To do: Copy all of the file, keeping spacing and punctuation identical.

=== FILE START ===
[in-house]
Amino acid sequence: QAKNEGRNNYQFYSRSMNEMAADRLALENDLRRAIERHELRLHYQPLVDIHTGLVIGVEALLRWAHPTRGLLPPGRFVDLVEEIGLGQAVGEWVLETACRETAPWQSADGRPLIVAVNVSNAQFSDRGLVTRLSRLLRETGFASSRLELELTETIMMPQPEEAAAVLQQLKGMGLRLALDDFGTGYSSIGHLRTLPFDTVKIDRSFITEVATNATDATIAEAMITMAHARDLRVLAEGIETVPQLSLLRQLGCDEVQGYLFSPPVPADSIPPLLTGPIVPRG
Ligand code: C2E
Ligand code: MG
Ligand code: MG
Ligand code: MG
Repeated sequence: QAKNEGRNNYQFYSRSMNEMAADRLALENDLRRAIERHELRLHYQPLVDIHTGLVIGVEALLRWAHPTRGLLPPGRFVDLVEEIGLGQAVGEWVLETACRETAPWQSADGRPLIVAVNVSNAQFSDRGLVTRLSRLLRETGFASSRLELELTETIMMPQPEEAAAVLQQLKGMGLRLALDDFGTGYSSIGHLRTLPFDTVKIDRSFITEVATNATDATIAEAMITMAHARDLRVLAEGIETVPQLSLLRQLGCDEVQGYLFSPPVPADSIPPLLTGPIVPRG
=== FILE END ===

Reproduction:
[in-house]
Amino acid sequence: QAKNEGRNNYQFYSRSMNEMAADRLALENDLRRAIERHELRLHYQPLVDIHTGLVIGVEALLRWAHPTRGLLPPGRFVDLVEEIGLGQAVGEWVLETACRETAPWQSADGRPLIVAVNVSNAQFSDRGLVTRLSRLLRETGFASSRLELELTETIMMPQPEEAAAVLQQLKGMGLRLALDDFGTGYSSIGHLRTLPFDTVKIDRSFITEVATNATDATIAEAMITMAHARDLRVLAEGIETVPQLSLLRQLGCDEVQGYLFSPPVPADSIPPLLTGPIVPRG
Ligand code: C2E
Ligand code: MG
Ligand code: MG
Ligand code: MG
Repeated sequence: QAKNEGRNNYQFYSRSMNEMAADRLALENDLRRAIERHELRLHYQPLVDIHTGLVIGVEALLRWAHPTRGLLPPGRFVDLVEEIGLGQAVGEWVLETACRETAPWQSADGRPLIVAVNVSNAQFSDRGLVTRLSRLLRETGFASSRLELELTETIMMPQPEEAAAVLQQLKGMGLRLALDDFGTGYSSIGHLRTLPFDTVKIDRSFITEVATNATDATIAEAMITMAHARDLRVLAEGIETVPQLSLLRQLGCDEVQGYLFSPPVPADSIPPLLTGPIVPRG